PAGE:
The Art & Science of School Sites

Thu, Apr 21, 2011


The Art & Science of School Sites

This article is dedicated to those looking at developing sites for schools and schools looking at hiring a professional developer to look after them.

After ten years developing school sites, it is time to shed some light into this mystery that is “School Sites” and why they all fail,  except my sites of course.

There are many factors involved in the success of a school site, but most importantly it is the school’s intent. The clear intent and vision for the project permeates the entire process and the overall concept of success.

Take for instance the simple brochureware type of site.

The school principal is not expecting more than a business card online, a few good pictures and the content usually comes from their printed promotional media, contact details and your are done.  When this style of site is agreed upon, we do explain the options and the potential that other styles offer, but it is important not to start pushing for a site that the school is not ready yet.

To offer a site that exceeds espectations is not wrong, but to exceed the client’s understanding on what they are investing time and money without the oportunity to educate their choice is dishonest, bluntly put.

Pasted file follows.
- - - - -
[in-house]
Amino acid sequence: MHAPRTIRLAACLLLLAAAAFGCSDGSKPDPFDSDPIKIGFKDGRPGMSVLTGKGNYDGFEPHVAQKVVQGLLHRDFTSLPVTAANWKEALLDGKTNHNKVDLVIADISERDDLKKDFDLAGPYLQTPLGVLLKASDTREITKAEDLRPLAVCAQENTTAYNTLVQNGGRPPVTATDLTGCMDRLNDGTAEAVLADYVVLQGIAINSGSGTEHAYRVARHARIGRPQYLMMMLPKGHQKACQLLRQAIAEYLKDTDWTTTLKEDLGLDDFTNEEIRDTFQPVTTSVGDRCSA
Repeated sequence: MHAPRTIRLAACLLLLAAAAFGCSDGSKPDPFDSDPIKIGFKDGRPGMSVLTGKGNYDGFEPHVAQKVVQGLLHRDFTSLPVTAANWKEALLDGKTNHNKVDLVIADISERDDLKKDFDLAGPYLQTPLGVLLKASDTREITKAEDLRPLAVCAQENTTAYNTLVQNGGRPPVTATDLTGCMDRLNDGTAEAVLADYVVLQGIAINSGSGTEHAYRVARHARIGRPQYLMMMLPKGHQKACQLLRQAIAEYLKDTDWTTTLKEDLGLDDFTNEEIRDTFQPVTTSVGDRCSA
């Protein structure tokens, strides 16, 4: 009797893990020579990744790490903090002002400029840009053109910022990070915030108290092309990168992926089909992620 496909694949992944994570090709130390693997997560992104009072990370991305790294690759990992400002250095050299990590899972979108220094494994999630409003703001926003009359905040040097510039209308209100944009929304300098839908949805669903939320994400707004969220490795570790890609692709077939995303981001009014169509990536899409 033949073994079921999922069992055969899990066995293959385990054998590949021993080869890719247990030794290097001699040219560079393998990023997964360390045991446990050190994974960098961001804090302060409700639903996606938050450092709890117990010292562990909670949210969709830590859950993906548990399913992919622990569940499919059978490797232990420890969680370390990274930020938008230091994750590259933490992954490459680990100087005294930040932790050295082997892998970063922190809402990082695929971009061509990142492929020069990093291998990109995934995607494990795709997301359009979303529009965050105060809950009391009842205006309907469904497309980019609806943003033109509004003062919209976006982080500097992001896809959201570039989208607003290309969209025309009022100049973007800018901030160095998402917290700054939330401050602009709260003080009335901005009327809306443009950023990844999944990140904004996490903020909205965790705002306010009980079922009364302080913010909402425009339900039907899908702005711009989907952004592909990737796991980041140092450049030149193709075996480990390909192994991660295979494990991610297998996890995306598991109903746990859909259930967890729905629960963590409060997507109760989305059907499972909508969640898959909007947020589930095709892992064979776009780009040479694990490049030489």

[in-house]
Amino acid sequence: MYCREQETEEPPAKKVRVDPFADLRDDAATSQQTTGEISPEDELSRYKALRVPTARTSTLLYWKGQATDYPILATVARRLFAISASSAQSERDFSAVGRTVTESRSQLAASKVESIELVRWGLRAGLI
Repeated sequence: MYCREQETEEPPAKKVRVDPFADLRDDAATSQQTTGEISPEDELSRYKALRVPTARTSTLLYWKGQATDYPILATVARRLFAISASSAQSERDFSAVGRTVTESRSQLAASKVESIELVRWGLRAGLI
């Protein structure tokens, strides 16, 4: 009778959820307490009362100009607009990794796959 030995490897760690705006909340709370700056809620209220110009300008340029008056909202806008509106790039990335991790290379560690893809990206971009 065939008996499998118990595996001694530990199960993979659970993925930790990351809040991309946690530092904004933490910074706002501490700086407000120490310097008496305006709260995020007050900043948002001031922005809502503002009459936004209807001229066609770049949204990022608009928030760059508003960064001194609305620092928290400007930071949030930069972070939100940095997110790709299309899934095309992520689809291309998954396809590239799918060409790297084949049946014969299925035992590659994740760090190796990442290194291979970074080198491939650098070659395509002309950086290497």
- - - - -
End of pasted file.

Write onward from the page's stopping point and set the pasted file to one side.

As   technologists geeks as most of us are, we tend to get carried away by explaining features and added functionality,  “we know” the Internet is an amazing medium, but it takes time for schools staff to realize what could be accomplished with a couple of hours of work a week. We assume that because we know the “World of Google” everybody knows and from personal experience I have seen how most teachers are amazed when they learn how to refine a search in Google and Google has been around for many years, so do not be surprised if some will find our own technobable incomprehensible.

After more than a year and Millions of dollars later and most schools are wondering what is so wonderful about this Ultranet, or was it the Intranet or I heard extranet?…-ah you meant Sharepoint! yes we used it sometimes.

Facebook is doing more for schools than most tools provided by DEET. Facebook opened the world of communication and information exchange to the layperson, mostly gossip and voyeurism I must agree, but now most educators can relate to the importance nowadays of this bonifided typewriter. We grown-ups used to criticice harshly most youngsters for spending too much time on the computers or mobile phones, now we are too distracted with our Facebook message walls to realized what other members of the family are doing or if they are still in the house. (generalising a bit and exagerating just to make a point)

Even when tools such as FB rise a few red flags about privacy and cybersafety it is at least making the public aware of this “internet phenomena” and that by itself is a big plus.

So things start to get interesting when the school principal, AP or ICT coordinators have an idea of the actual potential of a site. They start asking questions and begin to learn what is possible with an “online application” type of site instead of a brochureware site. back to you on this in a minute. Sometimes they even ask very specific questions like “will teachers be able to publish their own material?” can we have a blog section? or a sponsors area?